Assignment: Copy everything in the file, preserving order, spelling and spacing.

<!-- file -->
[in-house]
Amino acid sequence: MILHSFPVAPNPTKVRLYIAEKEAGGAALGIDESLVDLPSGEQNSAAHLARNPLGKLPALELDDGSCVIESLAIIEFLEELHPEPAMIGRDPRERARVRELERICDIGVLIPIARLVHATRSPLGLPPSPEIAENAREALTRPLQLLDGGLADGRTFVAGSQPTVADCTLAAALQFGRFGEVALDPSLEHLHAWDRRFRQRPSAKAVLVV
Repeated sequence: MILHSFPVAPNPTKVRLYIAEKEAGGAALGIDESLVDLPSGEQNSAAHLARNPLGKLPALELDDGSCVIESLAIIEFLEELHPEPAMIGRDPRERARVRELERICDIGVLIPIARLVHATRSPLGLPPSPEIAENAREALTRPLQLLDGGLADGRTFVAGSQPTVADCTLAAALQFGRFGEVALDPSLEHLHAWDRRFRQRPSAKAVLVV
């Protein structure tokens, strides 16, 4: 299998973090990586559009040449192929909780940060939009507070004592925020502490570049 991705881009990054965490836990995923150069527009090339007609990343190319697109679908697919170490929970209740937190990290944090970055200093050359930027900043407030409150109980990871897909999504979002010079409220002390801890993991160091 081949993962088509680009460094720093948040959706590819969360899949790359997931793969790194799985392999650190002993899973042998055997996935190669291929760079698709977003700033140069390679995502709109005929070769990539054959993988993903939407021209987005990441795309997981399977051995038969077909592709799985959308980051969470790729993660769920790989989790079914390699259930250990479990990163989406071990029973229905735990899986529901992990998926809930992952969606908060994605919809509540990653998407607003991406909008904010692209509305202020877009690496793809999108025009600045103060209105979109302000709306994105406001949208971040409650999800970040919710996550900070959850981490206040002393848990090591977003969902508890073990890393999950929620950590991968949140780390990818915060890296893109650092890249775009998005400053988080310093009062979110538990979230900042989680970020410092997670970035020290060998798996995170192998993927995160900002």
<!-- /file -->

[in-house]
Amino acid sequence: MILHSFPVAPNPTKVRLYIAEKEAGGAALGIDESLVDLPSGEQNSAAHLARNPLGKLPALELDDGSCVIESLAIIEFLEELHPEPAMIGRDPRERARVRELERICDIGVLIPIARLVHATRSPLGLPPSPEIAENAREALTRPLQLLDGGLADGRTFVAGSQPTVADCTLAAALQFGRFGEVALDPSLEHLHAWDRRFRQRPSAKAVLVV
Repeated sequence: MILHSFPVAPNPTKVRLYIAEKEAGGAALGIDESLVDLPSGEQNSAAHLARNPLGKLPALELDDGSCVIESLAIIEFLEELHPEPAMIGRDPRERARVRELERICDIGVLIPIARLVHATRSPLGLPPSPEIAENAREALTRPLQLLDGGLADGRTFVAGSQPTVADCTLAAALQFGRFGEVALDPSLEHLHAWDRRFRQRPSAKAVLVV
């Protein structure tokens, strides 16, 4: 299998973090990586559009040449192929909780940060939009507070004592925020502490570049 991705881009990054965490836990995923150069527009090339007609990343190319697109679908697919170490929970209740937190990290944090970055200093050359930027900043407030409150109980990871897909999504979002010079409220002390801890993991160091 081949993962088509680009460094720093948040959706590819969360899949790359997931793969790194799985392999650190002993899973042998055997996935190669291929760079698709977003700033140069390679995502709109005929070769990539054959993988993903939407021209987005990441795309997981399977051995038969077909592709799985959308980051969470790729993660769920790989989790079914390699259930250990479990990163989406071990029973229905735990899986529901992990998926809930992952969606908060994605919809509540990653998407607003991406909008904010692209509305202020877009690496793809999108025009600045103060209105979109302000709306994105406001949208971040409650999800970040919710996550900070959850981490206040002393848990090591977003969902508890073990890393999950929620950590991968949140780390990818915060890296893109650092890249775009998005400053988080310093009062979110538990979230900042989680970020410092997670970035020290060998798996995170192998993927995160900002």